For many, remembering the events surrounding last weekend’s activities can be difficult. Remembering what happened a thousand years ago? Well, that is a bit more complicated.
This month, the Museum of Peoples and Cultures received an award of merit from the American Association for State and Local History. The exhibit, “Beneath Your Feet: Discovering the Archeology of Utah Valley,” received the “Leadership in History Award,” an achievement that furthers the purposes of archeology in Utah Valley and the U.S.
Paul Stavast, museum director, said there is great purpose in unearthing cultures.
“Understanding who was here before and who they were is very important,” Stavast said. “We can’t understand ourselves if we do not understand our own peoples’ history.”
The exhibit focuses on the archaeology of Utah Valley, with a focus on the “Fremont culture,” a culture that existed in the area from 400-1,300 A.D.
“We don’t quite know what happened to [them],” Stavast said. “They were an agricultural community, which was strong and thriving. Many believe prior to the Mormon pioneers there were only the Utes … that is just not the case.”
“Beneath Your Feet” opened in April of last year and was created by BYU students. The award brings national recognition to the museum, but also to those students who made it their goal to give voices to those who cannot speak.
On a recent press release, Kari Nelson, curator of education at the MPC, said it is important for BYU students to be recognized for their work.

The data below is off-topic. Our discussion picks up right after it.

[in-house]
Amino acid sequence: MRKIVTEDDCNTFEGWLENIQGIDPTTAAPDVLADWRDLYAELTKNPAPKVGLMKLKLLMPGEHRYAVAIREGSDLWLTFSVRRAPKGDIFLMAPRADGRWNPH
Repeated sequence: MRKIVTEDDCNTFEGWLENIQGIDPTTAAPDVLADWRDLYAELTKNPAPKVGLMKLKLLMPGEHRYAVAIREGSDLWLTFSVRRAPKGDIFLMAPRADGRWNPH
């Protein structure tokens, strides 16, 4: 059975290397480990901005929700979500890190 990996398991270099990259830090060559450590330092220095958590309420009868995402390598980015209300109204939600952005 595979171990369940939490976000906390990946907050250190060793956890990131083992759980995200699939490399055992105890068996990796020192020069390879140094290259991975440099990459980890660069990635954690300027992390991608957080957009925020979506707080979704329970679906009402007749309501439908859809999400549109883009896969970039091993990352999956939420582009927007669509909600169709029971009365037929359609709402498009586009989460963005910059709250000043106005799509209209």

“I think it’s great to get this recognition, especially for the students who helped create it,” Nelson said. “The visitors enjoy [the exhibit] so much, but it’s nice for the students’ work to be recognized by an institution and see that it is nationally viewed as high-quality.”
The museum focuses on bringing to light the Fremont culture by welcoming everyone in the community. This has proven to be a great learning opportunity for many.
“My students were able to go on a field trip to the [museum],” said Christine Whatcott, teacher at Wasatch Elementary. “This exhibit enabled me to reinforce with ‘real’ objects — maps, etc. — the things that we learned about in class … The kids came away from the experience excited to learn more.”
The history association seeks for the best in the field who represent and provide leadership for the future of state and local history.
The 2011 AASLH Annual Meeting will be hosted in Richmond, Va., on Sept. 16. The presentation is supported by a contribution from the History Channel.